Unfortunately, the big battery breakthrough still isn't on the horizon. In June, Musk was quoted by Bloomberg News as saying, "There are few industries with more BS than the battery industry. It's really quite remarkable."
That hardly sounds like a vote of confidence in battery technology.
Maybe Musk sees a breakthrough of another sort on the horizon. If there is such a breakthrough, though, it's going to have to happen soon for automakers to reach 50 percent in 15 years. Kevin See, an analyst for Lux Research Inc., told us:
We do expect innovation and there are things that you can't predict. But when it takes six years to develop a new car and get it to the market, it's hard to see how we could get to 50 percent so fast. For that to happen, all of the major automakers would have to dive in wholeheartedly, and they'd have to do it soon.
Forecasts of massive EV success have been frequent since the late 1980s, of course. During the 80s and 90s, battery manufacturers were notorious for saying that we were on the cusp of an EV revolution.
Musk is different, though. He has built electric cars, worked closely with battery makers, is acutely aware of the unfulfilled promises of the past two decades, and has succeeded anyway. He has to be taken seriously.
His prediction could easily be written off as a bit of hype. Or it could simply be interpreted as overstatement during the thrill of the Model S introduction. Then again, there's always the other possibility: Whatever Musk is seeing isn't visible to the rest of the auto industry. It wouldn't be the first time.
For a close-up look at GM's Chevy Volt, go to the Drive for Innovation site and follow the cross-country journey of EE Life editorial director, Brian Fuller.
Socialists always claim need and complexity when confronted with the simplicity of profit and loss. BTW competition does not "cripple" industry. Competition rewards the most efficient and punishes the stupid.
I'm no pro on this. But the Wankel is still being developed/adapted among the home-built experimental aircraft people.
The concept of a rotary engine is nobel, but after a few bad experiences, the money dried up. (Incidentally, that is probably what will happen with the current battery development.)
Now like I said before, I personally have a poof of concept, CAD models, demo movies, etc. of a true rotary engine concept that has nothing in it that hasn't already worked well, but I can't find any money out there. Everyone seems to be gunshy after the Wankel, etal.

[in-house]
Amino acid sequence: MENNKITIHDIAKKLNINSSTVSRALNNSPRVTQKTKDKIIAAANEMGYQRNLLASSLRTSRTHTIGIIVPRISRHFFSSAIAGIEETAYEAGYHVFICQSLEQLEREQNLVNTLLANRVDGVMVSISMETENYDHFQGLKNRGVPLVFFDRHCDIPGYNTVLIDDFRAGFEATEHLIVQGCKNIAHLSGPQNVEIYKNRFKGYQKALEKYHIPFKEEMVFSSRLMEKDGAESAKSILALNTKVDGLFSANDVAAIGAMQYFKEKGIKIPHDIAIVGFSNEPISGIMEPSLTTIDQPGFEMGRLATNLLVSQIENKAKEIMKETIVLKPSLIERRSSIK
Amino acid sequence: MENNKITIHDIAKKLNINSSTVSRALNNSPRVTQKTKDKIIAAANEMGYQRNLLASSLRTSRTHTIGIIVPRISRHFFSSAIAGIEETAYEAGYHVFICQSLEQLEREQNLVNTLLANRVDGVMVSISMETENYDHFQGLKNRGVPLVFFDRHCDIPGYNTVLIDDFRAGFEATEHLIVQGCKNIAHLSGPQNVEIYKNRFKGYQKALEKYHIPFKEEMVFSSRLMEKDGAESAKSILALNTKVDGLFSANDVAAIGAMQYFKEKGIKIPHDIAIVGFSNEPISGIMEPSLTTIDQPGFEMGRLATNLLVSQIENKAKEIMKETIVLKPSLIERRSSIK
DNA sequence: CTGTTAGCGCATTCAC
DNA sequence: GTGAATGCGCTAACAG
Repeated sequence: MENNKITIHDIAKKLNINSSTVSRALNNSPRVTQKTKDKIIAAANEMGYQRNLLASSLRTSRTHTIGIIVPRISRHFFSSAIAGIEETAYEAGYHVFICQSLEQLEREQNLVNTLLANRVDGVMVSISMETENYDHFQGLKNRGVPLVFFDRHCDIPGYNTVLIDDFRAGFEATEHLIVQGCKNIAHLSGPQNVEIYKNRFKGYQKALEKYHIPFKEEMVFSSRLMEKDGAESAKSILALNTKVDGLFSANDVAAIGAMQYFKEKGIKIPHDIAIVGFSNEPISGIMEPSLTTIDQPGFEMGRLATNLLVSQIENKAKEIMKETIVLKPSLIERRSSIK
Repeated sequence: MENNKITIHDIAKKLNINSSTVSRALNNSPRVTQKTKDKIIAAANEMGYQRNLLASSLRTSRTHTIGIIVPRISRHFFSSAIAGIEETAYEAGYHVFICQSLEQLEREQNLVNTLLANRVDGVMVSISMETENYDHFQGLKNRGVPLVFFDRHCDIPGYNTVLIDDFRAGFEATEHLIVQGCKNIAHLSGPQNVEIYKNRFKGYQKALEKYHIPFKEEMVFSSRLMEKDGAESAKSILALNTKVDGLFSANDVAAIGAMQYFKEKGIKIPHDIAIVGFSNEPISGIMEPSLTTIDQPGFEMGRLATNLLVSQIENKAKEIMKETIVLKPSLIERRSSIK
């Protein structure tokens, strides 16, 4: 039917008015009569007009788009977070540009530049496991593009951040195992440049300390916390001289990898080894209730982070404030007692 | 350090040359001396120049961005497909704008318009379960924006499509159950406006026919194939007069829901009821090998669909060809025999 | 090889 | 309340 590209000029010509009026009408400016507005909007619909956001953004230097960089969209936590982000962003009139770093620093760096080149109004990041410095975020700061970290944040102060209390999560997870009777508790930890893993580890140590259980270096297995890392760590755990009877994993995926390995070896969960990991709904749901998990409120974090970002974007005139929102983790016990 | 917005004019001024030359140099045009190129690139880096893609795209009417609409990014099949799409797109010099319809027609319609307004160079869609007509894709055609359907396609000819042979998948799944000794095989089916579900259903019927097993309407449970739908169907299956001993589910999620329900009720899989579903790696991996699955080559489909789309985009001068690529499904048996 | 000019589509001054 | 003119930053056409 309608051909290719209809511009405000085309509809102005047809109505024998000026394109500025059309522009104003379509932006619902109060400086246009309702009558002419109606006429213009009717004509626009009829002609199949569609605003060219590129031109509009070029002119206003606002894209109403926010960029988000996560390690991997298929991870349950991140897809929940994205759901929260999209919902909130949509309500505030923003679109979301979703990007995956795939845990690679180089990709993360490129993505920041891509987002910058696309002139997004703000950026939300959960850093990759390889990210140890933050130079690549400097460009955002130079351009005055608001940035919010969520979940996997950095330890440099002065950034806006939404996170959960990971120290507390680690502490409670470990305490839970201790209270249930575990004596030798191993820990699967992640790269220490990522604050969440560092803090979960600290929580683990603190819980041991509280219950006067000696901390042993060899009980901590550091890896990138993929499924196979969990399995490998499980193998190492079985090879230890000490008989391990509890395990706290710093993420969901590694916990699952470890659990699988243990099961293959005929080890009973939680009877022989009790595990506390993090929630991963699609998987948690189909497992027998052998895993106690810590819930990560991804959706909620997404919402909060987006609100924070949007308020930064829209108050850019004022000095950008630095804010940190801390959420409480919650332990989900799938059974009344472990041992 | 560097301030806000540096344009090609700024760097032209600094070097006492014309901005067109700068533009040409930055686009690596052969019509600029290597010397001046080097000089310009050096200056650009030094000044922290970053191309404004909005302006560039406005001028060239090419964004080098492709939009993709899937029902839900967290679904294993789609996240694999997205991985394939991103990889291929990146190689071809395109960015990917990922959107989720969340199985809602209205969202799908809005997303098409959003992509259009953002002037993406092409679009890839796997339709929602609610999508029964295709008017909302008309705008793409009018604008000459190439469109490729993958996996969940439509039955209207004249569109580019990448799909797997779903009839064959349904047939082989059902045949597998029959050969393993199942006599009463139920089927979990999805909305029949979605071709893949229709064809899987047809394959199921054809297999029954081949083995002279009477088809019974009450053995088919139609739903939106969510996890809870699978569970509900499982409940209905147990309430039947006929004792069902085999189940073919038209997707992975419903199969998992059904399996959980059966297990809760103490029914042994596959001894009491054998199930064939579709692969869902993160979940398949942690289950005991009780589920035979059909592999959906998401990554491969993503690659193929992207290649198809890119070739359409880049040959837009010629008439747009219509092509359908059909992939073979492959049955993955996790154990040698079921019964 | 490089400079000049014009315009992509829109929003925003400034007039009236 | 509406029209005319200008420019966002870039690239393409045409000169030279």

When I say basic transportation, I mean the entire vehicle will need to cost less than $10,000. So there will not be any $20,000 battery packs. I'm talking about vehicles with a total weight of about 1,000 pounds (about the same weight as a model T Ford). Think about something the size a golf cart. It would be a "city car" for the masses that live in the cities of the developing world. One step up from a scooter.
I think that cities in places like China and India may grow concerned enough about air quality to ban many ICE powered vehicles from city centers.
This excess capacity may be there, but I don't believe it is in that amount and it is but one issue. Just a quick guess but 90% of daily use autos are parked in places where the owner is not going to be able to safely plug it in during those times.
Apartment dwellers, people who park on the street... even in a drive way... that 'grid' is not there.
I wonder about all the angst about the grid being able to support electric vehicles. There is LOTS of spare capacity available. It is mostly available off-peak. Ever wonder why so many large office buildings have their lights on at night? And how do you take a 1,000MW power plant off-line for service and repairs. If you just look at what has happened with gas fired power plants in the last, very few, years, you will see that the system is much more flexible than some are led to believe. If there is demand, the plants will be there. With smart grid technology and new storage technologies, these problems can be easily solved. Yes it takes money, but that money is available where there is proven demand. Sales of electric vehicles are a very concrete proof point of that demand.
So let me get this straight... a guy who makes 'zero fat' cup cakes is predicting that in 15 years half of all cup cakes eaten will be 'zero fat'. Gee I' gonna run out and buy some stock in a company that makes 'zero fat cuppy cakes'...
Not to be cynical, but just to start with the grid will not support it. The only way I see this prediction coming true is if overall car sales fall through the floor, and governments impose strict dictatorial mandates on what is left of the industry.
All politics aside, Elon Musk's job is to create demand and pervceived future value for his companies and their shareholders. No amount of "in-depth" analysis that I can think of will make his statement come true.
For industrial control applications, or even a simple assembly line, that machine can go almost 24/7 without a break. But what happens when the task is a little more complex? That’s where the “smart” machine would come in. The smart machine is one that has some simple (or complex in some cases) processing capability to be able to adapt to changing conditions. Such machines are suited for a host of applications, including automotive, aerospace, defense, medical, computers and electronics, telecommunications, consumer goods, and so on. This discussion will examine what’s possible with smart machines, and what tradeoffs need to be made to implement such a solution.